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Tag:Jamie Harper
Posted on: October 24, 2011 9:07 am
 

What's wrong with Chris Johnson? Not him, he says

C. Johnson has struggled this year so far (US Presswire).Posted by Josh Katzowitz

You know what’s worse than the fact that Titans running back Chris Johnson had another subpar outing, rushing for just 18 yards on 10 carries in Tennessee’s 41-7 loss to the Texans? You know what’s worse than the fact he has accumulated just 268 yards with a 2.9 yards per carry average on the season after signing his mammoth four-year, $53.5 million ($30 million guaranteed) contract?

The fact that Johnson refuses to take accountability for any of it.

“Basically, if you are watching the game and you really can’t tell what is going on with the run game then I would say you really don’t know football,’’ Johnson said, via the Tennessean. “I wouldn’t say I am the issue. I am very confident I have been doing the things … I do.”

Which means he seems to be trashing the people who are blocking for him, although his offensive line defended him and his fullback said Johnson wasn’t wrong (of course, what else are they going to say?).

“He is still the same player, he doesn’t change overnight,’’ fullback Ahmard Hall said. “He’s 24 years old -- you don’t just lose it like that. If he doesn’t have any space to run, he can’t do what he does. We have to give him space.

“He is going to catch the brunt of it because he held out and people are accustomed to him breaking the long run, but it is not him. He may miss a read every now and then, but we have to do a better job of blocking for him.”

CBSSports.com analyst
Andy Benoit had a different idea a couple weeks ago when he wrote, “Johnson has not shown his usual initial quickness or burst out of the backfield. He’s had a tendency to stop his feet at the first sign of trouble, which is why he’s not creating his own space. These issues were apparent even in his 101-yard performance against the Browns.”

While the combination of backups Javon Ringer and Jamie Harper are also combining to average 2.9 yards per carry, giving credence to the opinion that the offensive line isn’t helping its running backs, Johnson is simply not performing at a high level. Though he had a worse year than expected last year (yes, 1,364 yards, I realize, is pretty awesome, but his 4.3 average was way down from 2009, when he rushed for 2,006 yards with a 5.6 average), he’s fallen off the cliff this season.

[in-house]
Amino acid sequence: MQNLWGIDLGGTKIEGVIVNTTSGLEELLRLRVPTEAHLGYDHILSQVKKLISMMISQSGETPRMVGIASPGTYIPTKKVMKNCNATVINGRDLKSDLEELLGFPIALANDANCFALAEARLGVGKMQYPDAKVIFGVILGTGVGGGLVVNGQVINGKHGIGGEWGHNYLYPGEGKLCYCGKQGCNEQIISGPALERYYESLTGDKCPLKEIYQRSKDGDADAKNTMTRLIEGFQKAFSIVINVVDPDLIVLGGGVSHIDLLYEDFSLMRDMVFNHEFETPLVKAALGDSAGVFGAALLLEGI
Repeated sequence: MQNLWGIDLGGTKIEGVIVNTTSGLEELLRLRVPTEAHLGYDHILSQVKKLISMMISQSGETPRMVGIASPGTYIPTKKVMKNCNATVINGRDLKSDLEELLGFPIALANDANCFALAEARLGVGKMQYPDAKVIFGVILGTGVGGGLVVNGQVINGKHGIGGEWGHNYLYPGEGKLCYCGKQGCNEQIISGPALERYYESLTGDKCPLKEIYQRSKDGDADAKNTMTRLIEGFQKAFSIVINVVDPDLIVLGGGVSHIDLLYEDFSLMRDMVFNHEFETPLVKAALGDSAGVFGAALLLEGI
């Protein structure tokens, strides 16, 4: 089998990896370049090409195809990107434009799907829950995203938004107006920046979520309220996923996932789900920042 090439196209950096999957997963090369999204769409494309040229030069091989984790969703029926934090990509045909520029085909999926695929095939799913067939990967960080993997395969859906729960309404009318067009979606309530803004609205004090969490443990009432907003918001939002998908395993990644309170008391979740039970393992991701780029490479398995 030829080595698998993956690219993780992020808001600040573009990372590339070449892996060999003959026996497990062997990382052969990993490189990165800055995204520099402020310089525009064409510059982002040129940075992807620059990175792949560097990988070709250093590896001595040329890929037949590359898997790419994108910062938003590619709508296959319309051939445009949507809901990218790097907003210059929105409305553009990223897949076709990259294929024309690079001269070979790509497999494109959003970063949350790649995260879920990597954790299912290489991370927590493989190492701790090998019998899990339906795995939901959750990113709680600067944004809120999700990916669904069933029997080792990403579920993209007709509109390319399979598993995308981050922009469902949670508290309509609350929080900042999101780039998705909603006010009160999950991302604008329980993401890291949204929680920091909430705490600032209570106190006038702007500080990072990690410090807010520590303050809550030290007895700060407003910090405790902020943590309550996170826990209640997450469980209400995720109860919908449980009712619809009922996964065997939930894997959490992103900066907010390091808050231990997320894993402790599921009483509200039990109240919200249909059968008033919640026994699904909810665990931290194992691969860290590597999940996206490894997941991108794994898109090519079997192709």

Could it have something to do with his training camp holdout? His average of 308.3 carries per season his first three years in the league? The fact he’s still not on the same page as his offense? The possibility, as some have said, that he’s shying away from contact? Nope, he says. It’s not on him.

“I feel like I’ve been back,’’ Johnson said. “I can’t say that that’s the problem with the running game.”

Maybe not, but at this point, it’s tough not to feel awfully disappointed in the way he’s performed this season.

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Posted on: August 21, 2011 3:52 pm
Edited on: August 21, 2011 4:30 pm
 

Titans say new deal with Chris Johnson not close

Posted by Ryan Wilson

Titans running back Chris Johnson hinted during the lockout that he wanted a new contract. And he came right out and said it once owners and players agreed to a new collective bargaining agreement. Johnson has yet to show up to training camp, and despite Tennessee general manager Mike Reinfeldt saying the team is ready to make him the NFL's "highest-paid running back," it sounds like Johnson's looking for something more than that.

Good news: Johnson returned to Nashville Saturday. Bad news: it wasn't to meet with the team -- he was in town for personal business.

In fact, the Titans say the two sides aren't even close to a new deal.

“We’ve discussed parameters," Reinfeldt told the Tennessean's Jim Wyatt before the team played the Rams Saturday. "If we can’t agree on the parameters, there’s no sense making offers. If your parameters are different … and if you are talking a different language then you are wasting your time. We’ve talked to his agent and will continue to talk to his agent.”

Also not helping things: Saturday night's announcement that the Cardinals gave Larry Fitzgerald, one of the league's best wide receivers, a shiny, new eight-year, $120 million contract that included $50 million in guarantees.